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Breast Cancer Res. 2010;12(3):R36. doi: 10.1186/bcr2590. Epub 2010 Jun 18.

Molecular subtypes of breast cancer are associated with characteristic DNA methylation patterns.

Author information

1
Department of Oncology, Clinical Sciences, Lund University, Barngatan 2B, Lund, Sweden. karolina.holm@med.lu.se

Abstract

INTRODUCTION:

Five different molecular subtypes of breast cancer have been identified through gene expression profiling. Each subtype has a characteristic expression pattern suggested to partly depend on cellular origin. We aimed to investigate whether the molecular subtypes also display distinct methylation profiles.

METHODS:

We analysed methylation status of 807 cancer-related genes in 189 fresh frozen primary breast tumours and four normal breast tissue samples using an array-based methylation assay.

RESULTS:

Unsupervised analysis revealed three groups of breast cancer with characteristic methylation patterns. The three groups were associated with the luminal A, luminal B and basal-like molecular subtypes of breast cancer, respectively, whereas cancers of the HER2-enriched and normal-like subtypes were distributed among the three groups. The methylation frequencies were significantly different between subtypes, with luminal B and basal-like tumours being most and least frequently methylated, respectively. Moreover, targets of the polycomb repressor complex in breast cancer and embryonic stem cells were more methylated in luminal B tumours than in other tumours. BRCA2-mutated tumours had a particularly high degree of methylation. Finally, by utilizing gene expression data, we observed that a large fraction of genes reported as having subtype-specific expression patterns might be regulated through methylation.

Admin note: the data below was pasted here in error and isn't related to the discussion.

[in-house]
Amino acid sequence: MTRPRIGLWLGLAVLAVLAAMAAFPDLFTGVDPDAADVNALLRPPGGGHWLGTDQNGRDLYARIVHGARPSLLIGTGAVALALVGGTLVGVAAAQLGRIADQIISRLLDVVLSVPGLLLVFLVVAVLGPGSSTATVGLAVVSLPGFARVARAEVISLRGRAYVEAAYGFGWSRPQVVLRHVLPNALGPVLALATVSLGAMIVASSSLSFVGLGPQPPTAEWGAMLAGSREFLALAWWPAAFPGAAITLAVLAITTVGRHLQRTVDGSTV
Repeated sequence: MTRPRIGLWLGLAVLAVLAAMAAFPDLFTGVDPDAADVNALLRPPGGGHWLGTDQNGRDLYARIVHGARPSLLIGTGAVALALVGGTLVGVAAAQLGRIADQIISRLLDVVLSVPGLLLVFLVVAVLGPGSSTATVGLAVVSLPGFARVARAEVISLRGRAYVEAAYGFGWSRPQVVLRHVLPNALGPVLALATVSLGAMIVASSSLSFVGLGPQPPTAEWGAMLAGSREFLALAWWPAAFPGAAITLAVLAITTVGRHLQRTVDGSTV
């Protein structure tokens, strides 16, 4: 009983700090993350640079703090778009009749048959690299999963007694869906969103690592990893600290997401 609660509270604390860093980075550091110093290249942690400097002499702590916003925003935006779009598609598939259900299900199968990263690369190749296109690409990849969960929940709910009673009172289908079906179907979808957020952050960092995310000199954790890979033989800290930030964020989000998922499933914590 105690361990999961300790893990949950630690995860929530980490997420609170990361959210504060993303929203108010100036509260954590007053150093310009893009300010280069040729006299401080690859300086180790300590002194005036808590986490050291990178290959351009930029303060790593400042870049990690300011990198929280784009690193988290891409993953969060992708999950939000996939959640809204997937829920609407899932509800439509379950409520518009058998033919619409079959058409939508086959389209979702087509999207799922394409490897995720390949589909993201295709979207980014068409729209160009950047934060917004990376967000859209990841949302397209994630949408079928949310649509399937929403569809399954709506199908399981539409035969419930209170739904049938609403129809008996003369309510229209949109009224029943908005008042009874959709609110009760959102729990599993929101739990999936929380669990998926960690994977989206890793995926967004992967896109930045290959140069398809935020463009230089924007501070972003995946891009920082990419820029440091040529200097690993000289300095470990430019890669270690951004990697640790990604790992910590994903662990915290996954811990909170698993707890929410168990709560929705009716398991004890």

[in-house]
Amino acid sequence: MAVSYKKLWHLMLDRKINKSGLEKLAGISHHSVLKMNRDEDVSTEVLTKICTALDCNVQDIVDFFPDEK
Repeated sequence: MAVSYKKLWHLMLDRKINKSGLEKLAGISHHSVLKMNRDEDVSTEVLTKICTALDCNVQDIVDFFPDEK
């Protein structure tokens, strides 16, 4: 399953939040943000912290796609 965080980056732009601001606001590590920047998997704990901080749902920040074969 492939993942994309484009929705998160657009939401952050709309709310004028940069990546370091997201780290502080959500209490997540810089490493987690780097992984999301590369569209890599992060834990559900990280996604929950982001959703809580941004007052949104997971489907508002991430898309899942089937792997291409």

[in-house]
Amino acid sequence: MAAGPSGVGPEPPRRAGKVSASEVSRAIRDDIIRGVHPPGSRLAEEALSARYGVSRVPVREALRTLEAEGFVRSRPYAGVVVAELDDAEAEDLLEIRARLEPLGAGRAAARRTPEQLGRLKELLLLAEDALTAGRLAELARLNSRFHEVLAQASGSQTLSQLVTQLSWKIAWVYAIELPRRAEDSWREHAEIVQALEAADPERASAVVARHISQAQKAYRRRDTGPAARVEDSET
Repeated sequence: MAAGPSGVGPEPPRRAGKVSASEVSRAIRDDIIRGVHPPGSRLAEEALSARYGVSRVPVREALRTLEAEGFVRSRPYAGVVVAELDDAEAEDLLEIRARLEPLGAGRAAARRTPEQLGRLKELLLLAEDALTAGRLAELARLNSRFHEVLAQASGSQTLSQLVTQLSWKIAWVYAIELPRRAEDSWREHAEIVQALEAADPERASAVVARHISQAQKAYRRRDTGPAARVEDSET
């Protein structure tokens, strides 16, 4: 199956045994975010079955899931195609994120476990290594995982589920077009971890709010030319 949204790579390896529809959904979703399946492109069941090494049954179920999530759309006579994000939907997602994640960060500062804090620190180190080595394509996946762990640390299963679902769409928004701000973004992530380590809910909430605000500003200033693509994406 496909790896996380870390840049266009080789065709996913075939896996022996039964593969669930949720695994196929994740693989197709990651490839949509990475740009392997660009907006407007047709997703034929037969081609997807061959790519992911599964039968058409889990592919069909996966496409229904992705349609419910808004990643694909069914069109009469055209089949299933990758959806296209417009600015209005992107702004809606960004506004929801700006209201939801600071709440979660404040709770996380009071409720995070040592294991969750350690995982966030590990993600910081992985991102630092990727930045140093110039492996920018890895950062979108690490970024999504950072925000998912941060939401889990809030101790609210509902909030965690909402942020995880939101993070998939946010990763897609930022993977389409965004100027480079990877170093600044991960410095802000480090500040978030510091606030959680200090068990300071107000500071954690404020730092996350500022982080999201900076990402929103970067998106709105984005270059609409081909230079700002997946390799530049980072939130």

CONCLUSIONS:

We have found that breast cancers of the basal-like, luminal A and luminal B molecular subtypes harbour specific methylation profiles. Our results suggest that methylation may play an important role in the development of breast cancers.

PMID:
20565864
PMCID:
PMC2917031
DOI:
10.1186/bcr2590
[Indexed for MEDLINE]
Free PMC Article

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